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Will Qaeda’s Leadership Take over Global Terrorism again? | ASHARQ AL-AWSAT English Archive 2005 -2017
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Osama bin Laden speaks at a news conference in Afghanistan in this May 26, 1998 file photo. REUTERS/Stringer/Files JIR/DL

Dubai – Over the past months, ISIS has witnessed significant regression not only in fighting, but also in its power of ideological attraction, which has exposed it to major threats that will lead it to lose its supporters.

The terrorist organization has lost its strongholds in Syria and Iraq and its global communication networks, which links it with foreign fighters and financial funding. However, despite this remarkable retreat, ISIS is still alive and is still followed by different groups in 25 countries through myriads of cells that declared allegiance to its Caliphate; the terrorist organization has maintained 24 governorates in Syria, Iraq, and other regions despite the crises it has witnessed and the reduction of its victims around the world, according to the latest results of the Global Terrorism Index released on 16 November.

ISIS’s defeat in Mosul has approached, yet, its end is not close; despite its regressions in Libya and Iraq, and the blockade of Raqqa- its Caliphate’s capital in Syria- ISIS might be able to cope with its new ongoing crises. It seems that the theory recalled by Abu Musab al-Zarqawi’s stating that the fall of Dabiq will be the decisive battle and the collapse of the Caliphate has been true; Dabiq was recaptured by the Syrian opposition’s forces easily on October 17; with its capital’s fall, ISIS has lost a lot of its legitimacy, despite the constant justifications addressed by the organization’s leaders and their promises to re-control it.

Al-Qaeda’s Return

Over the past few weeks, some western reports – including the weekly report released on the 3rd of November by the Stratford Center – have discussed the possibility of al-Qaeda’s return after the anticipated collapse of ISIS; the report has expected al-Qaeda to return based on the following indications:

The aforementioned report has agreed with the analysis of Major Gen Sean Macfarland, who said that the power of ISIS has corroded after the military operations that targeted it; Macfarland reported that ISIS lost around 45,000 members till August and still has only 20,000 militants; in fact, many of ISIS leaders have suggested Qaeda’s return to top the Global Jihad based on the following seven indications:

1. Qaeda is more cautious: according to Stratford’s report, the close defeat of ISIS in Mosul will lead to enhance the importance of Qaeda; the report asserted that the new pattern adopted by ISIS has differed from the more-cautious approach of Qaeda. However, ISIS has attracted many young Jihadists and achieved many victories, which allowed the terrorist organization to introduce itself as a sacred project, which finally fell and provided Qaeda with new chance according to the report.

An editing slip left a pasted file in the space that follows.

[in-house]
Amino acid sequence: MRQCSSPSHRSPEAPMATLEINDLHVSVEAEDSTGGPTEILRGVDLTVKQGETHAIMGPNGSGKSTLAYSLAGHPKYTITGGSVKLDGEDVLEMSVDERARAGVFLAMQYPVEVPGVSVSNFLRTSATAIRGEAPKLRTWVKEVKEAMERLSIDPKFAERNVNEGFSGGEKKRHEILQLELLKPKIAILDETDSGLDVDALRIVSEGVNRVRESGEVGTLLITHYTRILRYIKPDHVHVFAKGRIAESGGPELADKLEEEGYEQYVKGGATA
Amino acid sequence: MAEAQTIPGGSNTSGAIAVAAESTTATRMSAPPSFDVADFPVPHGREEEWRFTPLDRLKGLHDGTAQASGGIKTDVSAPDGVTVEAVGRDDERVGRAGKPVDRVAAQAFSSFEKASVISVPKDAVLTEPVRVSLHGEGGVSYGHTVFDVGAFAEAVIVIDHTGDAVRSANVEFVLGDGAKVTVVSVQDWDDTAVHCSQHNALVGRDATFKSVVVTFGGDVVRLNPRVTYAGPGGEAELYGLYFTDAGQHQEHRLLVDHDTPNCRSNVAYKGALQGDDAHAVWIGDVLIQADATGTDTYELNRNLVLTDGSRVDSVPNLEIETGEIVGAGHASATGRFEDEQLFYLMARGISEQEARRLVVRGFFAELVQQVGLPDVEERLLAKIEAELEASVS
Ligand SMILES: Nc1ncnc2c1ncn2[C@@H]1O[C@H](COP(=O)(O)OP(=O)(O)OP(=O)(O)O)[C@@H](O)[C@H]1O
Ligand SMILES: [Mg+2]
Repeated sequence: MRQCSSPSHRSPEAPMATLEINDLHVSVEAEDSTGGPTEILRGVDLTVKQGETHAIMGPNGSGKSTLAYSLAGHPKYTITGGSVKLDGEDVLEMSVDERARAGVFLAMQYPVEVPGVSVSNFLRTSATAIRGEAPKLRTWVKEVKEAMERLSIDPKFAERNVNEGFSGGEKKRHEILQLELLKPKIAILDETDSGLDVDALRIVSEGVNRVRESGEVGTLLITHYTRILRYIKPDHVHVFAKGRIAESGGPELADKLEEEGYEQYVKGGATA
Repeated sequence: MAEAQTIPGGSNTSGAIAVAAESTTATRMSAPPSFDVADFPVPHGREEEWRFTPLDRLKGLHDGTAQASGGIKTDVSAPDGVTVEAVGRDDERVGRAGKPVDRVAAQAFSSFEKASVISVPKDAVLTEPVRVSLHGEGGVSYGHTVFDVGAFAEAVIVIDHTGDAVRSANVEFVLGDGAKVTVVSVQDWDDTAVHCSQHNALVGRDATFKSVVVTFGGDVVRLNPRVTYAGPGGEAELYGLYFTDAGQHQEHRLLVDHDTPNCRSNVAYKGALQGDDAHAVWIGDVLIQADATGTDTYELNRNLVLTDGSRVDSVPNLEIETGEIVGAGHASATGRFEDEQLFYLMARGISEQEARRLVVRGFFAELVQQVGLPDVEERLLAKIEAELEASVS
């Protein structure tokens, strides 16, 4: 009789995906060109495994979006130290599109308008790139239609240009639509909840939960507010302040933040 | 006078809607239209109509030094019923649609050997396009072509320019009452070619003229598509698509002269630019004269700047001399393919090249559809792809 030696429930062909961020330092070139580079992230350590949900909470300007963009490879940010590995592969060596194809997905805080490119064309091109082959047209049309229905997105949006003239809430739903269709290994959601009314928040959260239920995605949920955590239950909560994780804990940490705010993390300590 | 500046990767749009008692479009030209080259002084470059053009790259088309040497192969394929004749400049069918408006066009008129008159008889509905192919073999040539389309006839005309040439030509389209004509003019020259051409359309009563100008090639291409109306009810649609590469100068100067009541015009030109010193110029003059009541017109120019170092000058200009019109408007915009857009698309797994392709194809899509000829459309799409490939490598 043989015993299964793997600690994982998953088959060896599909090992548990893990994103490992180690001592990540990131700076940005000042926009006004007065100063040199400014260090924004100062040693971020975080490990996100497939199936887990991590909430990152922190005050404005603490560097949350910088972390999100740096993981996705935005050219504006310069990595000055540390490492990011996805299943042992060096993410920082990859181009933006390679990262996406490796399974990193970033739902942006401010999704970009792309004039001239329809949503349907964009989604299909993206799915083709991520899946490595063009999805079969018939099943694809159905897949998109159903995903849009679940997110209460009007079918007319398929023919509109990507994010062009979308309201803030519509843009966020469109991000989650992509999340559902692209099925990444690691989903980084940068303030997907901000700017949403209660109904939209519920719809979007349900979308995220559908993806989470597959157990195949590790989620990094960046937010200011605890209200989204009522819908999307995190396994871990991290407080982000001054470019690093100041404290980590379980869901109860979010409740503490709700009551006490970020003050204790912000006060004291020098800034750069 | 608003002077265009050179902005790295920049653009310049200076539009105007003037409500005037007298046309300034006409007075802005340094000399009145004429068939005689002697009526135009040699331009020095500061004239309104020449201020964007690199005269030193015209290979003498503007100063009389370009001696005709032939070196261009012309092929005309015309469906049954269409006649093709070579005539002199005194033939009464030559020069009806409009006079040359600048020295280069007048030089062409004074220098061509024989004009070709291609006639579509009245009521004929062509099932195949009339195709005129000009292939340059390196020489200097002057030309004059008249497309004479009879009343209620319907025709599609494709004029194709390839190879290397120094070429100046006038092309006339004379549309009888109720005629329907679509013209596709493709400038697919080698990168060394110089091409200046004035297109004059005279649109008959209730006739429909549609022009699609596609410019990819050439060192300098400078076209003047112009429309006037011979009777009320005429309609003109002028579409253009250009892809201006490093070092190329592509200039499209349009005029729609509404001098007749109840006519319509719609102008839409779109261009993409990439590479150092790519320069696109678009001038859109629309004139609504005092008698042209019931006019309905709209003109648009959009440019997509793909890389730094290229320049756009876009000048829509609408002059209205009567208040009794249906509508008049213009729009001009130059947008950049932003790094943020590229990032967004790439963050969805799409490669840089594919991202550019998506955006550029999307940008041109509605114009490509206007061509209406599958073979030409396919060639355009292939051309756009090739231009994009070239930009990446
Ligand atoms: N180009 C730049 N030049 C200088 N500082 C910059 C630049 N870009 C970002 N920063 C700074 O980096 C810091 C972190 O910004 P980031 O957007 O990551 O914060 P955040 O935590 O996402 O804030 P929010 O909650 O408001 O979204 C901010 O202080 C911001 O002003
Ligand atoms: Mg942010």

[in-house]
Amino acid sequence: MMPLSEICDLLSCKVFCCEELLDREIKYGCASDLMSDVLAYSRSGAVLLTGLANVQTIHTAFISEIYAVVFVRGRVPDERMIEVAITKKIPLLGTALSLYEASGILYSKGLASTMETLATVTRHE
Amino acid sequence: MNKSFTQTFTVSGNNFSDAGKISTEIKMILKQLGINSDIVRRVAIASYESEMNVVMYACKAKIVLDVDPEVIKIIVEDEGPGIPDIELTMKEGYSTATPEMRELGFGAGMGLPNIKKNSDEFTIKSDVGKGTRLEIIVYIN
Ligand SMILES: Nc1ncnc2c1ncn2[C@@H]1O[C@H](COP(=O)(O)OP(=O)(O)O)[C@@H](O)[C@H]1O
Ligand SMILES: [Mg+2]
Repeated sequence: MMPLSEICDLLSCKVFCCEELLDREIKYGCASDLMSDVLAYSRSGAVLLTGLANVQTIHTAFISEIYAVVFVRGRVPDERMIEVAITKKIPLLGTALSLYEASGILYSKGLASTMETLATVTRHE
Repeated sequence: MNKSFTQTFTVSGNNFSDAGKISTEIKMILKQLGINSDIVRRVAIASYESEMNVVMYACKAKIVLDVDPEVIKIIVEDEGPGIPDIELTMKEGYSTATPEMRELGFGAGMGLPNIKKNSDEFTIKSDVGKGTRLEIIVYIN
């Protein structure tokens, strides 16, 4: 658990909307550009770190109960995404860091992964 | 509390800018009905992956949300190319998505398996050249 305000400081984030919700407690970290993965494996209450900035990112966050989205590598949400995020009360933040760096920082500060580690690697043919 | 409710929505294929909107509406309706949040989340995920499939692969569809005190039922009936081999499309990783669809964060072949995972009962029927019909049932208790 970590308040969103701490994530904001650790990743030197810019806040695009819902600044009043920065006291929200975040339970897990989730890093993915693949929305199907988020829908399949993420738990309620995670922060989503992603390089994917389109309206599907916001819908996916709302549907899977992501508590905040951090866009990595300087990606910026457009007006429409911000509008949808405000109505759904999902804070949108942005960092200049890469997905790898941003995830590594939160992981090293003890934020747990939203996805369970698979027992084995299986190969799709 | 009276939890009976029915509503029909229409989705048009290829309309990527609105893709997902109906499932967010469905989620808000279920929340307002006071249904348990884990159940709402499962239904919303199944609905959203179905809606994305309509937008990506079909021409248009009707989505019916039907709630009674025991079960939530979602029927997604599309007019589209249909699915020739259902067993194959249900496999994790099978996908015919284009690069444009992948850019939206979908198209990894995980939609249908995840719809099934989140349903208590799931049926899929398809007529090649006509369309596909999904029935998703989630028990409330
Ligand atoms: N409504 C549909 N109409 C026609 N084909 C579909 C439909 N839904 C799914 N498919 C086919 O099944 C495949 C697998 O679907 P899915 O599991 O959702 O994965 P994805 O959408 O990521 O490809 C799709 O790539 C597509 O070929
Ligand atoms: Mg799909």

2. ISIS’s survival in a different form: the report pointed that ISIS will never be eliminated and it will remain a threat in the global radical scene but without its leadership, just like its experience in 2008.

3. ISIS retreat : all the reports have agreed on ISIS regression in the regions controlled by Qaeda like Pakistan and Afghanistan.

4. Qaeda has been more flexible than ISIS and more mature in its operations, which makes it more capable to cope with its new conditions and to renew its experiences; according to the report, Qaeda benefits from a wider knowledge on communities and political gaps in each country, which allowed it to survive after September 11 and to increase its coordination with other extremist groups like Taliban in Iraq and Syria, unlike ISIS

5. ISIS’s homage and Nusra’s split: the report suggests that many extremist groups that declared allegiance to ISIS like Boko Haram in Africa will likely denounce their homage, especially that ISIS didn’t provide them with the support they need. The report also highlighted the split of Nusra from Al-Qaed, which reflects the latter’s important flexibility and capacity of adaptation with different statuses.

6. Al Qaeda’s expertise in dealing with local residents: al-Qaeda has been more flexible than ISIS in dealing with surrounding people and particularly the Syrian opposition’s faction; it also seems that the first has been more flexible in dealing with local residents.

7. The priority of fighting the far enemy is back: al-Qaeda’s strategy has focused on fighting the far enemy unlike ISIS which has fought the political and religious close enemy; however, with the fall of ISIS the far-enemy strategy has been back to dominate the scene.


Despite the above-mentioned on al-Qaeda’s return to control the Jihadist global scene, we see that this thesis cannot be accepted because al-Qaeda has lost its charisma which existed during Bin Laden’s leadership; it has also lost its important communication networks that existed in 2008-2011.